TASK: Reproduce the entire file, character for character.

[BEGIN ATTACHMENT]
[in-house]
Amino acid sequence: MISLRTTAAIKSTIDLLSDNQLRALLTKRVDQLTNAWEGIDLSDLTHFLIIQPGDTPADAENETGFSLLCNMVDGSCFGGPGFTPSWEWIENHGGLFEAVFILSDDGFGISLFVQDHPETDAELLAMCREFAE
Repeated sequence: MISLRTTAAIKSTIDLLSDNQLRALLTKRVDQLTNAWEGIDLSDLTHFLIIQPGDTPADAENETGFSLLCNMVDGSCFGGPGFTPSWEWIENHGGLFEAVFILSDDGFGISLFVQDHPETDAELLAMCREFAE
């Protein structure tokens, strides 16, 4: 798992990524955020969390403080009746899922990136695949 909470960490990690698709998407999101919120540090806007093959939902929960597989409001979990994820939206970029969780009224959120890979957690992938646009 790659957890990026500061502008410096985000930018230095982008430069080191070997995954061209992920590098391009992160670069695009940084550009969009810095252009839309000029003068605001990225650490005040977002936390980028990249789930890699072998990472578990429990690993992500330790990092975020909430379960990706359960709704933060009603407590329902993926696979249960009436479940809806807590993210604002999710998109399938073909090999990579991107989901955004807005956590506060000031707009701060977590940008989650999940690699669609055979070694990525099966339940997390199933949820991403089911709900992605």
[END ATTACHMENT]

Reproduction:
[in-house]
Amino acid sequence: MISLRTTAAIKSTIDLLSDNQLRALLTKRVDQLTNAWEGIDLSDLTHFLIIQPGDTPADAENETGFSLLCNMVDGSCFGGPGFTPSWEWIENHGGLFEAVFILSDDGFGISLFVQDHPETDAELLAMCREFAE
Repeated sequence: MISLRTTAAIKSTIDLLSDNQLRALLTKRVDQLTNAWEGIDLSDLTHFLIIQPGDTPADAENETGFSLLCNMVDGSCFGGPGFTPSWEWIENHGGLFEAVFILSDDGFGISLFVQDHPETDAELLAMCREFAE
């Protein structure tokens, strides 16, 4: 798992990524955020969390403080009746899922990136695949 909470960490990690698709998407999101919120540090806007093959939902929960597989409001979990994820939206970029969780009224959120890979957690992938646009 790659957890990026500061502008410096985000930018230095982008430069080191070997995954061209992920590098391009992160670069695009940084550009969009810095252009839309000029003068605001990225650490005040977002936390980028990249789930890699072998990472578990429990690993992500330790990092975020909430379960990706359960709704933060009603407590329902993926696979249960009436479940809806807590993210604002999710998109399938073909090999990579991107989901955004807005956590506060000031707009701060977590940008989650999940690699669609055979070694990525099966339940997390199933949820991403089911709900992605």